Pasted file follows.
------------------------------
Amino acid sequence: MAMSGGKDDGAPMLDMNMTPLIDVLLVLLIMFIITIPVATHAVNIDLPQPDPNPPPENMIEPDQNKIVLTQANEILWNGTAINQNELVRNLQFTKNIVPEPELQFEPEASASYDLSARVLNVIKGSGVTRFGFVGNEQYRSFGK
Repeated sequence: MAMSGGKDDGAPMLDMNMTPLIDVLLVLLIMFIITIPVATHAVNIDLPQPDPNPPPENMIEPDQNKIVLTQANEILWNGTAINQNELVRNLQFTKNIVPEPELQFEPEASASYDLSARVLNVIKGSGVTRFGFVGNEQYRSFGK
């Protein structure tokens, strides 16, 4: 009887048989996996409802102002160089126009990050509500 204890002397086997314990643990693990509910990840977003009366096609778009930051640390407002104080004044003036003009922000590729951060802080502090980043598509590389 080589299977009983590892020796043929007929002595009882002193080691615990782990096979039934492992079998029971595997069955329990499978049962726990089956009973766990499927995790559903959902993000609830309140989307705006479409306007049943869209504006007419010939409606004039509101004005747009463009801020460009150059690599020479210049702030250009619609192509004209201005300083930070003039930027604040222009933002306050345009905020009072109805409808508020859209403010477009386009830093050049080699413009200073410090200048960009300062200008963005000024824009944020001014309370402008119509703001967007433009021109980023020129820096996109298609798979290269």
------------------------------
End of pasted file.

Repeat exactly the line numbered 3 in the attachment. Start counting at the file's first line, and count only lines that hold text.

């Protein structure tokens, strides 16, 4: 009887048989996996409802102002160089126009990050509500 204890002397086997314990643990693990509910990840977003009366096609778009930051640390407002104080004044003036003009922000590729951060802080502090980043598509590389 080589299977009983590892020796043929007929002595009882002193080691615990782990096979039934492992079998029971595997069955329990499978049962726990089956009973766990499927995790559903959902993000609830309140989307705006479409306007049943869209504006007419010939409606004039509101004005747009463009801020460009150059690599020479210049702030250009619609192509004209201005300083930070003039930027604040222009933002306050345009905020009072109805409808508020859209403010477009386009830093050049080699413009200073410090200048960009300062200008963005000024824009944020001014309370402008119509703001967007433009021109980023020129820096996109298609798979290269």